British Columbia

Drop the blame game to improve pedestrian safety in Metro Vancouver, say experts

Pedestrians blame drivers. Drivers blame pedestrians. What can be done to make everyone safer at dangerous intersections in the Lower Mainland?

'Everybody is just ramped up and it’s getting more and more intense,' says driving teacher

Rainy winters in the Lower Mainland can make it particularly challenging for motorists to see pedestrians in intersections. In the last week of November, three pedestrians were struck and killed within a 30-hour period. (Ben Nelms/CBC)

Sean McDonald has been teaching people how to drive in Vancouver for over 20 years and says aggression on city roads is the worst he has ever seen.

"Everybody is just ramped up and it's getting more and more intense," said the Young Drivers of Canada instructor, who noted that drivers are not only more aggressive, they and the pedestrians they need to watch out for are more distracted.

The combination can be deadly.

Three pedestrians were struck and killed in the Lower Mainland last week within a 30-hour period.

And on Wednesday, a man was rushed to hospital after being hit by a car while crossing Cambie Street and Broadway around 1 a.m. 

Experts say action must be taken to improve road safety at dangerous intersections before more lives are lost.

Raheem Dilgir, director of the Canadian Association of Road Safety Professionals, says it's time for drivers, pedestrians and cyclists to stop blaming each other and for road planners to design infrastructure that helps reduce the number of collisions. 

"We have to design the system in such a way to try to separate those conflict points as much as possible," Dilgir said on CBC's The Early Edition. He said one way to do that is to install measures that give pedestrians and cyclists their own time to move through intersections.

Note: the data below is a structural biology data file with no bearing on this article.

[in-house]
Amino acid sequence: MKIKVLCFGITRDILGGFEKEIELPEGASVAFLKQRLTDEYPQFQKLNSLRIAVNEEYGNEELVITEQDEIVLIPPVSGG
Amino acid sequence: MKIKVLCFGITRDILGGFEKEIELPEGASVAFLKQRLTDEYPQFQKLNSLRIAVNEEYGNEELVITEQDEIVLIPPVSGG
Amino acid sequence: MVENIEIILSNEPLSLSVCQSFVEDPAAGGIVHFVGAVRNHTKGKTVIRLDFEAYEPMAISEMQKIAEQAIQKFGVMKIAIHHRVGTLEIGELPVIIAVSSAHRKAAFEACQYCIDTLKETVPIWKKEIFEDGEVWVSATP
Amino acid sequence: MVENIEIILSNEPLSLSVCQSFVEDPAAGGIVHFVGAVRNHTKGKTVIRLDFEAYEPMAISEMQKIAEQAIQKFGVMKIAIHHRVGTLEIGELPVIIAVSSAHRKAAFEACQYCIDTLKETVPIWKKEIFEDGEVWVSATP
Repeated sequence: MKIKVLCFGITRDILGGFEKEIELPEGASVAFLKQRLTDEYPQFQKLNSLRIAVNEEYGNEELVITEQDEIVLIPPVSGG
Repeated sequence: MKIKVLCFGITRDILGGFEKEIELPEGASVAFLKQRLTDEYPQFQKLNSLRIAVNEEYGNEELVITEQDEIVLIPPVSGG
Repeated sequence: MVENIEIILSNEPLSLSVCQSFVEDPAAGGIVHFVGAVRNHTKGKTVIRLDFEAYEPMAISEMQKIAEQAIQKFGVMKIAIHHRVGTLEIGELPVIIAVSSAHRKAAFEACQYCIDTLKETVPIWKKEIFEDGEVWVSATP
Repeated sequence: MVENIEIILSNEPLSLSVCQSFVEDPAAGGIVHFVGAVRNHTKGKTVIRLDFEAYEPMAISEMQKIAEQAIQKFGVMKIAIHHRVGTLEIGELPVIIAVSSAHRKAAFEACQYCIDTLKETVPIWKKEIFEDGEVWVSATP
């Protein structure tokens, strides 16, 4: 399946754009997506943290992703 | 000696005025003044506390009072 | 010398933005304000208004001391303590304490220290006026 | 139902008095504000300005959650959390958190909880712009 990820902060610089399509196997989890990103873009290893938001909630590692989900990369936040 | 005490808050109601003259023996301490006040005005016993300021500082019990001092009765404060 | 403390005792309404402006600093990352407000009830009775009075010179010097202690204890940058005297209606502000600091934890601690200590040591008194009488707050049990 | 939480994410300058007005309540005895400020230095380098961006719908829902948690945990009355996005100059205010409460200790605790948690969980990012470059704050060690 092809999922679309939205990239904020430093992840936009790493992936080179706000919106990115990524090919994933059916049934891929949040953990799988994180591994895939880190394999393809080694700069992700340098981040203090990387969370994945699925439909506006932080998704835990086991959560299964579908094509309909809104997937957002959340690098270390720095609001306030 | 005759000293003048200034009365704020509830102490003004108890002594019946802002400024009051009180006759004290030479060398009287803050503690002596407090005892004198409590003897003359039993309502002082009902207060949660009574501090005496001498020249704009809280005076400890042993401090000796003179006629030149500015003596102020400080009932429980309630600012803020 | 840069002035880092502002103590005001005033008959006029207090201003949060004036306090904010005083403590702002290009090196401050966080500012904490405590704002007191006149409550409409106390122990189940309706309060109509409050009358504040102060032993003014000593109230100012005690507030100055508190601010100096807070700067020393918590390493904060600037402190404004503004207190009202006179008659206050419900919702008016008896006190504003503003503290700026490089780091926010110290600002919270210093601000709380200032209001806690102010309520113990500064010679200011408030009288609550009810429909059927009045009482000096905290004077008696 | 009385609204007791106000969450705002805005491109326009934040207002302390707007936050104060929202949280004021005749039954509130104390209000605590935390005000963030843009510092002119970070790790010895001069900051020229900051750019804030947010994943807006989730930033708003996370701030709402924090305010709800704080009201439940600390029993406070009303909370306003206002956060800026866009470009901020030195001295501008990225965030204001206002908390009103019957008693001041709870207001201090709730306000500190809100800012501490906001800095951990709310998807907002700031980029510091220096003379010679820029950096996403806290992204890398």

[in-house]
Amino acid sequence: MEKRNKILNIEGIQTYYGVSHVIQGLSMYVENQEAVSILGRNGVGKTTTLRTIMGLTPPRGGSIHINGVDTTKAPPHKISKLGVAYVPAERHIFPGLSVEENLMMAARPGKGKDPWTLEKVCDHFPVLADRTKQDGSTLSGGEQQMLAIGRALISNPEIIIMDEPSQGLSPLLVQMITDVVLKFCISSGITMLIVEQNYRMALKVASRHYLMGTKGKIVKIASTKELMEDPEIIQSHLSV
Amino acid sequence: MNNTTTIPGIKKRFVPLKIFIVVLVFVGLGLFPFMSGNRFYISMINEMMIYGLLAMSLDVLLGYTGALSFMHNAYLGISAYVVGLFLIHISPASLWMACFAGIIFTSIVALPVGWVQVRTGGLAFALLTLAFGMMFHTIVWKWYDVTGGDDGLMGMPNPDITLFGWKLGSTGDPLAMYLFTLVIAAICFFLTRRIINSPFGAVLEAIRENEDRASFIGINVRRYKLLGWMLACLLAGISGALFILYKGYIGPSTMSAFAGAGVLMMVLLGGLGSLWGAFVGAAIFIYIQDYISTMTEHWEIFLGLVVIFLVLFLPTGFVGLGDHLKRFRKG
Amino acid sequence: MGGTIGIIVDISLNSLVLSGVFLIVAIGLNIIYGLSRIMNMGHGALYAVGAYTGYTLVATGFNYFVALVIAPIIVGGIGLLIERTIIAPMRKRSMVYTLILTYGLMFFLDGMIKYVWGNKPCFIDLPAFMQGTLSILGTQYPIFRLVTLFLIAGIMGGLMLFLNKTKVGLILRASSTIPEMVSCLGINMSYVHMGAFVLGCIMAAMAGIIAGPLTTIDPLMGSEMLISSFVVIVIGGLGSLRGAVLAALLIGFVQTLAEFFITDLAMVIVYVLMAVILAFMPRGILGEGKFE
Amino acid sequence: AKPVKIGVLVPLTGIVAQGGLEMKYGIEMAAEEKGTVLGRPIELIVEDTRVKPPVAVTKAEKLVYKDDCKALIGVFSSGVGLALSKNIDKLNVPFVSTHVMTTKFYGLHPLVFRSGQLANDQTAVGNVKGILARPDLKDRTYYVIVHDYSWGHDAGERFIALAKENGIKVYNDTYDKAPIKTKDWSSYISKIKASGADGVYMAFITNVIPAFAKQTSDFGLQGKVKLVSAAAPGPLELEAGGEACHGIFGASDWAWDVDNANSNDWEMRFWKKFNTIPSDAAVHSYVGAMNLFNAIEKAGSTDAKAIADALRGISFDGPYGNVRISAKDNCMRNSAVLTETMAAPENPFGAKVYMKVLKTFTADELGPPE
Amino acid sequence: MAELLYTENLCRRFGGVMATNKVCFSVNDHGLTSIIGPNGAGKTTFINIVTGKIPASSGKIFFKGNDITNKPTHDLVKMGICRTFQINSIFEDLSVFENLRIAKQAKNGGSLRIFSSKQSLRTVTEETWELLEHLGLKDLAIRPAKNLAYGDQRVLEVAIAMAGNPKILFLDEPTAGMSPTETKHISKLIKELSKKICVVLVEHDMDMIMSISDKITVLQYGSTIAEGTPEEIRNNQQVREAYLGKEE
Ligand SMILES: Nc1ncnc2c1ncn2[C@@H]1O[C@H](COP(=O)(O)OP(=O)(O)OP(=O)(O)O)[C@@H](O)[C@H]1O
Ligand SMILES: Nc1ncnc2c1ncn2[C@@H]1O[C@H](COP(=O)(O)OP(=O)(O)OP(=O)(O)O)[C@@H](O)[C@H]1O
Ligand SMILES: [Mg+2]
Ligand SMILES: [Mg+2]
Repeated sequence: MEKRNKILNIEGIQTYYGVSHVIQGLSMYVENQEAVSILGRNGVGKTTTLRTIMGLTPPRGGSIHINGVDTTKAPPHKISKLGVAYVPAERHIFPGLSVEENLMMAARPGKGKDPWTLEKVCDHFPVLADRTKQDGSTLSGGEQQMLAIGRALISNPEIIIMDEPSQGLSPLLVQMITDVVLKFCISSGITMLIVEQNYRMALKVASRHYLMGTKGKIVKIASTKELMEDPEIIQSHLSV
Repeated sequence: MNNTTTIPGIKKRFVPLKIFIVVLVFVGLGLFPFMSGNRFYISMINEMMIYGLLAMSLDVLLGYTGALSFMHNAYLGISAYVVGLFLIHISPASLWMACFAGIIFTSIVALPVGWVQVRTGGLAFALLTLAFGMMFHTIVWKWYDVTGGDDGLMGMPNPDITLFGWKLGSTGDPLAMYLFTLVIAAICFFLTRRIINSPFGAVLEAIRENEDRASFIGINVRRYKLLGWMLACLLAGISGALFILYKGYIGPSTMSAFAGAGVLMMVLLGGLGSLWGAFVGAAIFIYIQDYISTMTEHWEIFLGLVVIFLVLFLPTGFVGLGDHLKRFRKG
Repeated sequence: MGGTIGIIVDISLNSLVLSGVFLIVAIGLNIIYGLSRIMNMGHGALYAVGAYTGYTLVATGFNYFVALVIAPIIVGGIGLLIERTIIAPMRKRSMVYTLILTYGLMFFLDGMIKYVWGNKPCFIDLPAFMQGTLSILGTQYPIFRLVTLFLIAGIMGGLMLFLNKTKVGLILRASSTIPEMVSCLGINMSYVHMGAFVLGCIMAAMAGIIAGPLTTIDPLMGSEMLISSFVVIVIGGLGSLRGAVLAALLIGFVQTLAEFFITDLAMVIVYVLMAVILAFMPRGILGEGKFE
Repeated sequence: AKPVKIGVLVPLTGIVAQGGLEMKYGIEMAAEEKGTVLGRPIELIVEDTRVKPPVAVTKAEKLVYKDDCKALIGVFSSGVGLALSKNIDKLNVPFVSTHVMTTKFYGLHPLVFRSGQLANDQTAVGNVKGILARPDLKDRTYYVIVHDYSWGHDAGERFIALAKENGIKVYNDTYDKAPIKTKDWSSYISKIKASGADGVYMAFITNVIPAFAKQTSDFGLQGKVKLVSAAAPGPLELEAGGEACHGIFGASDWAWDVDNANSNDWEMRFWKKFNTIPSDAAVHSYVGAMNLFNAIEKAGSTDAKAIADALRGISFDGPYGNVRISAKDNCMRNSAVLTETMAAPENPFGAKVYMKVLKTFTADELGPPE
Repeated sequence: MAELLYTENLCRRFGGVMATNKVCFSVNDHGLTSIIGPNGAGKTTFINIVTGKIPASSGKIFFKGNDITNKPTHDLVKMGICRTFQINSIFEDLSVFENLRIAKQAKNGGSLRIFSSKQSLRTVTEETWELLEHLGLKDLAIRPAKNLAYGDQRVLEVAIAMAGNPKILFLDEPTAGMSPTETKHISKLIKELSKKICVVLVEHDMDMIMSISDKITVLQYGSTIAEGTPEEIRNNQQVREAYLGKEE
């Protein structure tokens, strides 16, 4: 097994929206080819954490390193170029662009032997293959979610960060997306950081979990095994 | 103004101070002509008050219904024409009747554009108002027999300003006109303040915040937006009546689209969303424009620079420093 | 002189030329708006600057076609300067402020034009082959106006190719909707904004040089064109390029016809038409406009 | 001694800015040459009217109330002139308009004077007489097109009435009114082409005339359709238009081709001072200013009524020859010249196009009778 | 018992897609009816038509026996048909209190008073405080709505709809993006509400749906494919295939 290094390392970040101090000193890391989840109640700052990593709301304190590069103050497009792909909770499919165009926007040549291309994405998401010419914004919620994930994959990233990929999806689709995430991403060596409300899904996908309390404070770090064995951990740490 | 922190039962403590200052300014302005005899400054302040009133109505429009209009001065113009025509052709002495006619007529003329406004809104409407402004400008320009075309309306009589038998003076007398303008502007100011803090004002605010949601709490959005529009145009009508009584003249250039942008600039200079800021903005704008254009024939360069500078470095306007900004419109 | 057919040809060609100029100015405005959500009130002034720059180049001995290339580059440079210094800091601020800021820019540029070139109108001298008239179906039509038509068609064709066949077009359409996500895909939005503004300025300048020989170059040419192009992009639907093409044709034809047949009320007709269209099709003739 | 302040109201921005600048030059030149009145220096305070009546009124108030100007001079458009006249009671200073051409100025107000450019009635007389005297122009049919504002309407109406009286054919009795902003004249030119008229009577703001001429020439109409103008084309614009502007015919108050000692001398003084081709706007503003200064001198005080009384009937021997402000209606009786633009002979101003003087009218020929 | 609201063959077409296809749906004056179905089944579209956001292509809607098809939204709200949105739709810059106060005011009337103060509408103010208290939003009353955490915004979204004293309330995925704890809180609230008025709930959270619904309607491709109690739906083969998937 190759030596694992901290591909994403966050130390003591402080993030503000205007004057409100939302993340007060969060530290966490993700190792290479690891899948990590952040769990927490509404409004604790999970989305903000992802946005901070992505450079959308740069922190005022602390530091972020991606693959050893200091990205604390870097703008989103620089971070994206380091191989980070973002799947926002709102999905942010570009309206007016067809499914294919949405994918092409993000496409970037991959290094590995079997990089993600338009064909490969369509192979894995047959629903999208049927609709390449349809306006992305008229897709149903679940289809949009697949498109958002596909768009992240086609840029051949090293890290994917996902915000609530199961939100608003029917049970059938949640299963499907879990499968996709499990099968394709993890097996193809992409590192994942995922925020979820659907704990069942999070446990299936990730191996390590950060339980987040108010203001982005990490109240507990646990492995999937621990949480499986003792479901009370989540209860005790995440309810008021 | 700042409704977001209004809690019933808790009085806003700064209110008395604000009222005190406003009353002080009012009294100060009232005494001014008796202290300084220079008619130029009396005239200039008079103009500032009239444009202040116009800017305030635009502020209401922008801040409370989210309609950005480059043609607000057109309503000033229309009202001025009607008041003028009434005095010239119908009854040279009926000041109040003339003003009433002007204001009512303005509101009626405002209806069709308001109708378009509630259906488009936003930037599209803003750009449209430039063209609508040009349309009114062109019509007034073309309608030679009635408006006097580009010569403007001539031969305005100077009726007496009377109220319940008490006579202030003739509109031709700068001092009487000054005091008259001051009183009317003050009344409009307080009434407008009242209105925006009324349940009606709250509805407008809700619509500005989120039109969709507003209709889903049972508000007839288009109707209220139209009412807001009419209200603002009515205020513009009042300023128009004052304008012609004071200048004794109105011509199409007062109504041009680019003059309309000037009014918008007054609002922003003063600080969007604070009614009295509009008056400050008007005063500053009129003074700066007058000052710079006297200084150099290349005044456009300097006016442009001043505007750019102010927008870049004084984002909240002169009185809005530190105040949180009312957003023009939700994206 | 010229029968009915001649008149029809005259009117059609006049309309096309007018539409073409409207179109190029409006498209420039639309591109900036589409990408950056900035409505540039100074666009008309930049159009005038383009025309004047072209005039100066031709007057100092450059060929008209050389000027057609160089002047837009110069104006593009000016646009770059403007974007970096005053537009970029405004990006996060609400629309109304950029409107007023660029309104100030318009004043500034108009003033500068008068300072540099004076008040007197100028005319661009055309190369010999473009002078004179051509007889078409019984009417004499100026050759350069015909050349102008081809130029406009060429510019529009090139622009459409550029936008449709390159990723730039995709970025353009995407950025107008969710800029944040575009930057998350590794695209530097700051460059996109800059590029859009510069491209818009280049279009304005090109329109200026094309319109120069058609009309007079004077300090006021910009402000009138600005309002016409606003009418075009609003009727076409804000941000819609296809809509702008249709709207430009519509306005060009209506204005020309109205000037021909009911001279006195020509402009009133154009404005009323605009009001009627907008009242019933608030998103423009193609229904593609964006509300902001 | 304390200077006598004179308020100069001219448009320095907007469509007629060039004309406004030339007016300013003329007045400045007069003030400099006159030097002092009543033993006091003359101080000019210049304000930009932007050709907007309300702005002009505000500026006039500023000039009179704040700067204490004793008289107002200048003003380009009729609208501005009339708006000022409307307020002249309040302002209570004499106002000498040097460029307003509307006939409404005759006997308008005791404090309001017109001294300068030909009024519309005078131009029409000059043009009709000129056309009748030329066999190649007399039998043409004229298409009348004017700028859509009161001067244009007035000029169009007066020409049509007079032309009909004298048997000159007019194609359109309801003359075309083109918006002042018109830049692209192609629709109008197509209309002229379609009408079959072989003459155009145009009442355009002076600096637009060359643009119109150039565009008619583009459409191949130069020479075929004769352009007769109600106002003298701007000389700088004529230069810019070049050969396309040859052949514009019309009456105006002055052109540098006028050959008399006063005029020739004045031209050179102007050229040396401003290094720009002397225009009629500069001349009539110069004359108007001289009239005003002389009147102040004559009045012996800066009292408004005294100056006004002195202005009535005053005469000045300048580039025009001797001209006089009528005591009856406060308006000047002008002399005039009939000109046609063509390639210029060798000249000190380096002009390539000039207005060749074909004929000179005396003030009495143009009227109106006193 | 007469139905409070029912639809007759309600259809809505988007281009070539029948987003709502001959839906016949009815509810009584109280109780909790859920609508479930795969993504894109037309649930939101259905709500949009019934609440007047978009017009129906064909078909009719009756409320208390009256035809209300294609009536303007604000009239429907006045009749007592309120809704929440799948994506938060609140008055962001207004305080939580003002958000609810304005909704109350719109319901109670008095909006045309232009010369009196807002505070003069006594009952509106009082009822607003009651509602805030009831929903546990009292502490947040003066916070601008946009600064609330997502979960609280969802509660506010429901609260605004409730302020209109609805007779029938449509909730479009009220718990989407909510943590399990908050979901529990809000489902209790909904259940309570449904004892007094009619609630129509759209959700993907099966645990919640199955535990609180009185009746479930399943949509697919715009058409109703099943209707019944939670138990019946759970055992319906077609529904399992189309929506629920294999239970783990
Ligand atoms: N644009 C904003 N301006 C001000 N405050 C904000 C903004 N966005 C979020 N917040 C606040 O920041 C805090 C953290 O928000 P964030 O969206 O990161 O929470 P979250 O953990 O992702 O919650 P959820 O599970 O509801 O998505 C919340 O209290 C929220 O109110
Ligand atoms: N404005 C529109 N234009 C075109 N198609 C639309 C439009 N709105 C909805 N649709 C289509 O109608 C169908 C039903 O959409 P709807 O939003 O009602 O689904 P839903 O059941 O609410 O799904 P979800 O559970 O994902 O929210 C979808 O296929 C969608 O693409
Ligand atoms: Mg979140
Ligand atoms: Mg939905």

Pedestrians cross the street near Main and Hastings in Vancouver, British Columbia on Tuesday, December 3, 2019. (Ben Nelms/CBC)

Dilgir said cities can reduce injuries and fatalities by adopting a Vision Zero-type approach. Vision Zero is a program that started in Sweden in the 1990s that prioritizes road safety for people walking or biking, and makes it the top priority in any municipal decision related to transportation.

He suggested lowering speed limits, putting in protected left turns and designing streets so right turns happen at slower speeds as ways to improve intersection safety. Installing roundabouts, he said, can also reduce the risk of accidents.

Dilgir wants planners to consider these measures ahead of time when planning new communities.

CBC's The Early Edition host Stephen Quinn, right, joined instructor Sean McDonald for a ride-along around Vancouver to watch how pedestrians and drivers behave on the city's streets. (Ben Nelms/CBC)

McDonald said he routinely sees drivers staring at their devices, and pedestrians stepping into the street with headphones in, staring at cellphones and wearing hooded sweatshirts that block their peripheral vision.

"A lot can happen in a second," said McDonald, who took Stephen Quinn, host of CBC's The Early Edition on a ride-along and pointed out an oblivious pedestrian within minutes.

McDonald said it can be particularly hard for drivers to see the lines of crosswalks in the dark and the rain. He wants more reflectors installed at busy intersections.

And a lot of drivers, he said, should stop tailgating, keep their eyes on the road, and start adjusting their attitudes because ultimately, pedestrians are unprotected.

"You have to think both for you and them," said McDonald. "When you drive in the city you aren't going anywhere but the next red light anyway."

Police investigate after an elderly woman was struck in a crosswalk in Burnaby at the intersection of Willingdon Avenue and Beresford Street on Nov. 27. The 88-year-old woman died in hospital. (Shane MacKichan)

Werner Antweiler, University of British Columbia business professor, has written about improving road safety in the Lower Mainland. He said B.C. is above the national average when it comes to road fatalities and twice as high as many European countries.

According to Antweiler, impatience and distracted driving have become the leading cause of traffic accidents and many people simply don't respect speed limits anymore. He said reducing speed limits and building safer cars with technology that prevent drivers from exceeding legal speeds could also save more lives.

But something everyone can do right now, according to Antweiler, is stop pointing fingers.

"Everybody needs to do what they can to bring down the number of injuries and fatalities," said Antweiler. 

To hear Stephen Quinn speak with Sean McDonald on a ride-along around Vancouver, tap the audio link below:


With files from The Early Edition